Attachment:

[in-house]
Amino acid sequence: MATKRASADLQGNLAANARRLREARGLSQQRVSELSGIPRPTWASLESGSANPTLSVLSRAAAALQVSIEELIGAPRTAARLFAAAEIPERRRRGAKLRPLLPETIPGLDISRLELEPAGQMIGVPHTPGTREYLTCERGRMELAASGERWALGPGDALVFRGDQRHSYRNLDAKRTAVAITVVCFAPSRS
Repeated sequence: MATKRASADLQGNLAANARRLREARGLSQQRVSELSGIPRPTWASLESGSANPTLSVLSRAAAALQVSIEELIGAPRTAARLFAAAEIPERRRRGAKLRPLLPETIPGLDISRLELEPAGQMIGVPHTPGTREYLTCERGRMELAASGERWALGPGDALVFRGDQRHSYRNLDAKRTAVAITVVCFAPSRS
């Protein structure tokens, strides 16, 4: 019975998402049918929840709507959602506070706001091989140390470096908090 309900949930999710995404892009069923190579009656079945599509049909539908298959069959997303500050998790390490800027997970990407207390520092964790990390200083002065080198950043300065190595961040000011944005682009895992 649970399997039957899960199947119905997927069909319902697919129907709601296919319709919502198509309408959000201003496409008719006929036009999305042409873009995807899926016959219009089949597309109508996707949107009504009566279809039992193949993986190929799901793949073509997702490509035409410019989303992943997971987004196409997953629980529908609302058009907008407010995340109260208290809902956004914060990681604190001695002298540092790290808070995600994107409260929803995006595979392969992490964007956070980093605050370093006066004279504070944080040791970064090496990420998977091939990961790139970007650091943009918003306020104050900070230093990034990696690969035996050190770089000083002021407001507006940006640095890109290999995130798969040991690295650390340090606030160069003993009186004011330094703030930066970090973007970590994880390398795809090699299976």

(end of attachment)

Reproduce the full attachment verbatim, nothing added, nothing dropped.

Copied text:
[in-house]
Amino acid sequence: MATKRASADLQGNLAANARRLREARGLSQQRVSELSGIPRPTWASLESGSANPTLSVLSRAAAALQVSIEELIGAPRTAARLFAAAEIPERRRRGAKLRPLLPETIPGLDISRLELEPAGQMIGVPHTPGTREYLTCERGRMELAASGERWALGPGDALVFRGDQRHSYRNLDAKRTAVAITVVCFAPSRS
Repeated sequence: MATKRASADLQGNLAANARRLREARGLSQQRVSELSGIPRPTWASLESGSANPTLSVLSRAAAALQVSIEELIGAPRTAARLFAAAEIPERRRRGAKLRPLLPETIPGLDISRLELEPAGQMIGVPHTPGTREYLTCERGRMELAASGERWALGPGDALVFRGDQRHSYRNLDAKRTAVAITVVCFAPSRS
């Protein structure tokens, strides 16, 4: 019975998402049918929840709507959602506070706001091989140390470096908090 309900949930999710995404892009069923190579009656079945599509049909539908298959069959997303500050998790390490800027997970990407207390520092964790990390200083002065080198950043300065190595961040000011944005682009895992 649970399997039957899960199947119905997927069909319902697919129907709601296919319709919502198509309408959000201003496409008719006929036009999305042409873009995807899926016959219009089949597309109508996707949107009504009566279809039992193949993986190929799901793949073509997702490509035409410019989303992943997971987004196409997953629980529908609302058009907008407010995340109260208290809902956004914060990681604190001695002298540092790290808070995600994107409260929803995006595979392969992490964007956070980093605050370093006066004279504070944080040791970064090496990420998977091939990961790139970007650091943009918003306020104050900070230093990034990696690969035996050190770089000083002021407001507006940006640095890109290999995130798969040991690295650390340090606030160069003993009186004011330094703030930066970090973007970590994880390398795809090699299976």